How to Grow Morning Glory Flowers

morning glory flowers

CC Flickr photo courtesy of photofarmer.

Morning Glory is a popular name that encompasses over a thousand different flowering species. These flowers are commonly used to decorate walls and fences due to the fact that they grow as vines with funnel-shaped flowers in white, red, blue, purple, and yellow colors. Coveted for their very rapid growth and the ease of care, morning glories can grow 15-20 feet tall in less than one season.

Growing Requirements for Morning Glory Flowers

The seed coating on morning glory seeds is very thick and tough. Before planting they should be soaked in water for one full night in order to soften the seed and allowing for easy germination. The seeds should be planted in a very sunny spot and near a wall or trellis for vertical support.

Because morning glories grow very fast and big, they are very sensitive to crowding. They should be planted in prepared soil (fertilized) one-half inch deep and at least one foot apart. Morning glories need the room to spread up and out.

The seeds should be planted around spring to early summer. They prefer warm to hot temperatures and as much sunlight as possible. It should be noted that morning glories cannot survive transplanting.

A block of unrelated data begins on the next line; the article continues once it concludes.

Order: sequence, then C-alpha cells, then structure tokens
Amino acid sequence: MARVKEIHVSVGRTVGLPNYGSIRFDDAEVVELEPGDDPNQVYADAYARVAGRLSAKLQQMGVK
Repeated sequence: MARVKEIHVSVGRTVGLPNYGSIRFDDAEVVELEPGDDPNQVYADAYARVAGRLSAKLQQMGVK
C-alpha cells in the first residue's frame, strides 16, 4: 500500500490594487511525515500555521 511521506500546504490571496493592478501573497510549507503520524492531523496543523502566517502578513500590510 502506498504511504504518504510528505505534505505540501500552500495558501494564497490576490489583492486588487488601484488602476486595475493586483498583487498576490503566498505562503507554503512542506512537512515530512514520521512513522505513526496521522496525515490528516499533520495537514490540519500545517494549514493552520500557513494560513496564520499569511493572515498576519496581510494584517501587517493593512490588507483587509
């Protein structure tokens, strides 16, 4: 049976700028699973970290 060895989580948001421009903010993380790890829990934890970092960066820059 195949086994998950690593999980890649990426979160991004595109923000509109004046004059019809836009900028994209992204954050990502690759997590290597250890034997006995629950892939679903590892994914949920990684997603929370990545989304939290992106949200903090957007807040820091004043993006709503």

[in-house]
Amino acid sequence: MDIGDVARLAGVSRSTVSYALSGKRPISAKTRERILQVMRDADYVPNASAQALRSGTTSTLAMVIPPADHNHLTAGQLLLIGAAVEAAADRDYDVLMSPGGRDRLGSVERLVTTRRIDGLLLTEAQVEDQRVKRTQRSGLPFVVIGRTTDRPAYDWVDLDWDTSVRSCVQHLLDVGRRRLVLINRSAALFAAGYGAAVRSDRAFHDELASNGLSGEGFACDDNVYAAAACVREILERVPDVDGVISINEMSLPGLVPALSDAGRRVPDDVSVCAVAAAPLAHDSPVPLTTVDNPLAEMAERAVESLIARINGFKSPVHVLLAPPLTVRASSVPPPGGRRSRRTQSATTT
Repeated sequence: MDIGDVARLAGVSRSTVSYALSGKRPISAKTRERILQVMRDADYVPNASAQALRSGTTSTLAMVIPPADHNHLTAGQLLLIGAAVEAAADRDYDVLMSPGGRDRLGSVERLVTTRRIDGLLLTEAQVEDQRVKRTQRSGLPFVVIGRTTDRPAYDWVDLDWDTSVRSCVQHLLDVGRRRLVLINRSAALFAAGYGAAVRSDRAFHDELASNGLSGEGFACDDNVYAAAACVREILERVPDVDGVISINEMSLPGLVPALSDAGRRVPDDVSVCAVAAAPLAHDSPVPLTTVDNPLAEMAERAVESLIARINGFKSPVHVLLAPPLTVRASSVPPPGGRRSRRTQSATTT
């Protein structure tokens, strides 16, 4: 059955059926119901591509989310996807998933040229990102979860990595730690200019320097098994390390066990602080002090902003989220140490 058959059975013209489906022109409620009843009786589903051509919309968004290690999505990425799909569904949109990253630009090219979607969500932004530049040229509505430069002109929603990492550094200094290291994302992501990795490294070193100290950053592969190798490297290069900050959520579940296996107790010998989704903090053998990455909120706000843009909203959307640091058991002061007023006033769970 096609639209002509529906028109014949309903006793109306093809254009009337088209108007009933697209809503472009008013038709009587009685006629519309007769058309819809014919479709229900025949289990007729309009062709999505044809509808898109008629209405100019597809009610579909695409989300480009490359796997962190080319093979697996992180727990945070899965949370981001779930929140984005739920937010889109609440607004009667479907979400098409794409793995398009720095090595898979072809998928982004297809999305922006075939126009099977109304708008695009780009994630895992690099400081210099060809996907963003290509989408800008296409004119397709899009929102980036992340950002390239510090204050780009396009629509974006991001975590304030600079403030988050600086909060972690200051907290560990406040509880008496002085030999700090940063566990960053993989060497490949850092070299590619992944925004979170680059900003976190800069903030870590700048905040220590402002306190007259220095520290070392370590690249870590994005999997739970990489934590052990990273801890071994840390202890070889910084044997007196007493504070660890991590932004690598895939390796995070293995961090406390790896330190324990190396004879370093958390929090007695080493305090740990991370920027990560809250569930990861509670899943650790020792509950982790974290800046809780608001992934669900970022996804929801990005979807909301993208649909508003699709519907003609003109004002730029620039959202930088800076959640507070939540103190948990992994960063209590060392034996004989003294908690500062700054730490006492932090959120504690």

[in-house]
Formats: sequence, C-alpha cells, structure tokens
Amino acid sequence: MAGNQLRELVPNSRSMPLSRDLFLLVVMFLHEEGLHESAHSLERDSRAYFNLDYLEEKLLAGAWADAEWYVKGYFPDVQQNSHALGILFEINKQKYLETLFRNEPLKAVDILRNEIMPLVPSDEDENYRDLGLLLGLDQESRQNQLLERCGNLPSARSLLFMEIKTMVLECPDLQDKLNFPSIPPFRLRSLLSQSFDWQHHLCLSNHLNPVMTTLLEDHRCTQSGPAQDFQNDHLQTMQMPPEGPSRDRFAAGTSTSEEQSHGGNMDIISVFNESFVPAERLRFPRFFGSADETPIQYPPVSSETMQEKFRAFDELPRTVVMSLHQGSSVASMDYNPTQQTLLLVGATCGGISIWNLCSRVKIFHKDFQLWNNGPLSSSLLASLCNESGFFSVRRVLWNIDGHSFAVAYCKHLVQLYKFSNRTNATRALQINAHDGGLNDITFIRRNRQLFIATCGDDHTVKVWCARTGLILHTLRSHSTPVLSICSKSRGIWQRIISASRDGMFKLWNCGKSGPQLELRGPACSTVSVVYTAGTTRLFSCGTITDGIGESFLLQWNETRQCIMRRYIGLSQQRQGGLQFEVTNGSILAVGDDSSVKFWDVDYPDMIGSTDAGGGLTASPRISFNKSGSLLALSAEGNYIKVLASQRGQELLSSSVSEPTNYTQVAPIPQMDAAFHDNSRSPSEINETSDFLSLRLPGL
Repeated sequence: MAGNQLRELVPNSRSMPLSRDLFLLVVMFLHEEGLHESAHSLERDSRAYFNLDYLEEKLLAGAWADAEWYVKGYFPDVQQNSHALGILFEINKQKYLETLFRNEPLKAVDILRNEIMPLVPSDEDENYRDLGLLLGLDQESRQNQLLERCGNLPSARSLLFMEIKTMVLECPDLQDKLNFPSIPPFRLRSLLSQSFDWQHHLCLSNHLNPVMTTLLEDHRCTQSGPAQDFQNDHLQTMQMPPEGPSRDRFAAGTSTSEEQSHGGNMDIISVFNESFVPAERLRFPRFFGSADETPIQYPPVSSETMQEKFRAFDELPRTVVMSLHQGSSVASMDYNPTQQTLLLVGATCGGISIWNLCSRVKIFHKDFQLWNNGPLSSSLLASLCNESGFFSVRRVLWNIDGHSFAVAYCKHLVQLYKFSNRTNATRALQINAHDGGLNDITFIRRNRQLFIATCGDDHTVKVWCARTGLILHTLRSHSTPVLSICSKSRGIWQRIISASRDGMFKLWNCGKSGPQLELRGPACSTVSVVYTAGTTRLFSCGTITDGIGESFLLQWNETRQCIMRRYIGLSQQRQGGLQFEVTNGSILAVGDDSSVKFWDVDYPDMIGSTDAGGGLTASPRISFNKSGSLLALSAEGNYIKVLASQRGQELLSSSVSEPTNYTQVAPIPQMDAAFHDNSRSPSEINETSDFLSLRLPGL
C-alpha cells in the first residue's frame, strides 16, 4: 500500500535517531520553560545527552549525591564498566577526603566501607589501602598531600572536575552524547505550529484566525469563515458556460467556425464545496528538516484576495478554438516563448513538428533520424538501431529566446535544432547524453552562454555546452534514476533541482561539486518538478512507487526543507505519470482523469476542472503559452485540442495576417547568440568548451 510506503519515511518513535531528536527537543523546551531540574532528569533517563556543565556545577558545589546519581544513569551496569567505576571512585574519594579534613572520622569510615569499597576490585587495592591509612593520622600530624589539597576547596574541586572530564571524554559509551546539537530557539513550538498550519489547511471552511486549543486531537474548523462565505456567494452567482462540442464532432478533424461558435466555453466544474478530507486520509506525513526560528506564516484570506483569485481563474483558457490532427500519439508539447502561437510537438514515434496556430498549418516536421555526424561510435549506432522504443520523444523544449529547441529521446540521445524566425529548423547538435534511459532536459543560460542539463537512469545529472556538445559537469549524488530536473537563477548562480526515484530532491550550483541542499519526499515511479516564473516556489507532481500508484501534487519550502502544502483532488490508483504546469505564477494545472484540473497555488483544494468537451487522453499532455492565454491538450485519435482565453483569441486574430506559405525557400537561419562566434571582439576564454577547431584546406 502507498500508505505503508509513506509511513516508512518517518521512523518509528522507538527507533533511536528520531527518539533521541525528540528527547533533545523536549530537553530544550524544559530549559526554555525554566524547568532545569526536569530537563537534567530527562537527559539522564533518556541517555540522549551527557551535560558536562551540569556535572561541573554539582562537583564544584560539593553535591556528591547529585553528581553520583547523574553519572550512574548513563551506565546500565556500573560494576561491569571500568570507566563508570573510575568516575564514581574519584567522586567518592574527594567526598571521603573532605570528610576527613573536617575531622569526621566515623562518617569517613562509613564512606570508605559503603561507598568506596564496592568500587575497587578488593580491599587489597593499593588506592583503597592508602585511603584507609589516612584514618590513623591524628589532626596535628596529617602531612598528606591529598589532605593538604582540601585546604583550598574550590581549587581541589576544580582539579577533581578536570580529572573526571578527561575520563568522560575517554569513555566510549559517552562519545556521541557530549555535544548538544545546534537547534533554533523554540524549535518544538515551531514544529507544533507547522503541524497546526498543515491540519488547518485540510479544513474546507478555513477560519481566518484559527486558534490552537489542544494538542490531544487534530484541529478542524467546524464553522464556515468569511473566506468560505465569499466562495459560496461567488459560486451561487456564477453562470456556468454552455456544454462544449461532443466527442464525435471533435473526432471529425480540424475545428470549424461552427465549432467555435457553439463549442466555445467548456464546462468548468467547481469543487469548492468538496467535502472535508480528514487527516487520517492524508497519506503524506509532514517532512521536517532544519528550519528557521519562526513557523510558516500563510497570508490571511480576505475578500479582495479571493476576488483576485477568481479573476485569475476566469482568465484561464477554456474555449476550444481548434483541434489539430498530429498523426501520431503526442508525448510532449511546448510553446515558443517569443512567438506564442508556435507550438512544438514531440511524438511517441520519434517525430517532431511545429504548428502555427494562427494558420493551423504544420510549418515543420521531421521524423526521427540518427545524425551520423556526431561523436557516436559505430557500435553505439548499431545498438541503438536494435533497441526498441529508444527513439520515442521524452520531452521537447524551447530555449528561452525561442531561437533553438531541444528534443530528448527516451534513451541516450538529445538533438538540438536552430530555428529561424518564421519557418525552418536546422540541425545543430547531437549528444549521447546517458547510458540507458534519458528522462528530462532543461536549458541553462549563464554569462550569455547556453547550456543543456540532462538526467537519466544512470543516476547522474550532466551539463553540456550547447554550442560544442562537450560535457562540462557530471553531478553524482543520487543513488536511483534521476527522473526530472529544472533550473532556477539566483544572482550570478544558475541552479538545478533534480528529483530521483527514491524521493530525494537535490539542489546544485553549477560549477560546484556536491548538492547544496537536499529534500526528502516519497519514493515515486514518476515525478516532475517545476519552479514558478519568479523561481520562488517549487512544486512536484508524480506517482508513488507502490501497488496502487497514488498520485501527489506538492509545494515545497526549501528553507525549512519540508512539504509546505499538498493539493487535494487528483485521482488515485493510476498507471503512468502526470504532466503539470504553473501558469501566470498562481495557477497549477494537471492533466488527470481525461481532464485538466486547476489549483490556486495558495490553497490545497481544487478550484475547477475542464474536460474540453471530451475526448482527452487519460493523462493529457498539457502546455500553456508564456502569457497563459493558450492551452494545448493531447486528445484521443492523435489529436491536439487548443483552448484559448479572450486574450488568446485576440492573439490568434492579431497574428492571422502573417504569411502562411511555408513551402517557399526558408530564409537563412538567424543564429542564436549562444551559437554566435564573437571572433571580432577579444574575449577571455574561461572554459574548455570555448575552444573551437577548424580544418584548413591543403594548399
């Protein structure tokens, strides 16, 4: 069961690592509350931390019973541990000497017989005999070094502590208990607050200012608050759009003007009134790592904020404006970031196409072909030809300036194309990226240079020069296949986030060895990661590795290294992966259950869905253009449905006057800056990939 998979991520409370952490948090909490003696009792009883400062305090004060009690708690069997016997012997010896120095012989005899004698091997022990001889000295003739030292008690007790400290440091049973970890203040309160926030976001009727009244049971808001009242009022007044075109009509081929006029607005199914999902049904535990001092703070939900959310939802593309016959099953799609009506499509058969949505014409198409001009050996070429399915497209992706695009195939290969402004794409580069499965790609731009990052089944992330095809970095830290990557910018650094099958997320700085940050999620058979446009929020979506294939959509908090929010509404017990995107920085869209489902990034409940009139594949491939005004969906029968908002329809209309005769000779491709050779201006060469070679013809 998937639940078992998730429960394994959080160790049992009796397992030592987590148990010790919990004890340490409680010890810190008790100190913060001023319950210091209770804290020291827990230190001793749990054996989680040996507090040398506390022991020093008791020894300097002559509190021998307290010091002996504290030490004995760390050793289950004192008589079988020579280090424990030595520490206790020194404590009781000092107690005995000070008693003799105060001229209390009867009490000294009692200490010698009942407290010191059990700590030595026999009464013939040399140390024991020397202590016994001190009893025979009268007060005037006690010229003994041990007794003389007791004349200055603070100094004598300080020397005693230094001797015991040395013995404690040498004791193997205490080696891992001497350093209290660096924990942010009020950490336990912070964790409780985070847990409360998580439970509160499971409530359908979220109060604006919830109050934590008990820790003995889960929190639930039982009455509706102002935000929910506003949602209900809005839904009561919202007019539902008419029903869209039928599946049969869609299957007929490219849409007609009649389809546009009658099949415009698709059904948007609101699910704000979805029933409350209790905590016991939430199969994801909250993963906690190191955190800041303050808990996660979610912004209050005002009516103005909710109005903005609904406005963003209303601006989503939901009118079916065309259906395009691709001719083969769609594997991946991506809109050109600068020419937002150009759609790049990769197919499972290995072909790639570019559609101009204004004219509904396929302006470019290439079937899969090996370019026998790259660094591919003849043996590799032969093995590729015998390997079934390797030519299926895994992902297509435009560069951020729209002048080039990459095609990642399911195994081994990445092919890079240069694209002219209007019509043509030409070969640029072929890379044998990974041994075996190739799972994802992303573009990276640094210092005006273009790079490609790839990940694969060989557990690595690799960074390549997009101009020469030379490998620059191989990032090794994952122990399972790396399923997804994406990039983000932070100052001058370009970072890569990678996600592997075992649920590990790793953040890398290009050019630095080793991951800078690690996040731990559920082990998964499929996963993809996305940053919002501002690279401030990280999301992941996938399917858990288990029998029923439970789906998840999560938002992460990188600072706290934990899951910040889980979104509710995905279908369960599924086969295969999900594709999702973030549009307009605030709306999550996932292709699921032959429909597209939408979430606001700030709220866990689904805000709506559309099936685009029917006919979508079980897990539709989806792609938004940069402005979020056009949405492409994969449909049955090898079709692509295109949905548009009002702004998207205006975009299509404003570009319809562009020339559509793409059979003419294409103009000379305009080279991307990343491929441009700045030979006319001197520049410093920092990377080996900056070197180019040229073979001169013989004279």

Taking Care of Morning Glory Flowers

Morning glory is called such because of a very distinctive feature. The flowers open only in the presence of sunlight and close at night. For maximum growth the plant should have full sunlight. Also, they should be fertilized at least once a month so that the plant always has the nutrients it needs to grow.

These plants are somewhat hardy, meaning they can pretty much grow on their own and don’t need extensive care. They only need to be watered once to twice a week depending on how dry the season is. Furthermore the plant will survive light frosts but not deep freezes.

History of Morning Glories

The first morning glory appeared in China before spreading to Japan and then to almost all tropical and temperate climates. The ancient Chinese used the plant for medicinal purposes. Other ancient cultures utilized the flower’s chemical properties in order to make latex and rubber materials. The morning glory quickly became a decorative flower as well, because of its ability to provide shade where there previously was none.

The flower can also be used in Asian culinary dishes and makes numerous appearances in old and modern literature. Victorian writers were particularly fascinated with it, using it to represent ‘love in vain’.

Morning Glory Flowers: Toxicity and Diseases

Gardeners with children and pets should be particularly careful with morning glory flowers and seeds because they do have some toxic properties. If ingested they can cause hallucinations, indigestion, a stupor, and if ingested in large quantities can even cause a coma.

Morning glories are not normally affected by insects or diseases. However, if a problem does occur basic insecticides and fungicides are usually enough to treat the plant.

More Information on Morning Glories

Details of the growing process can be found at Gardener’s Net.

Details of the chemical properties can be found on the MIT website.

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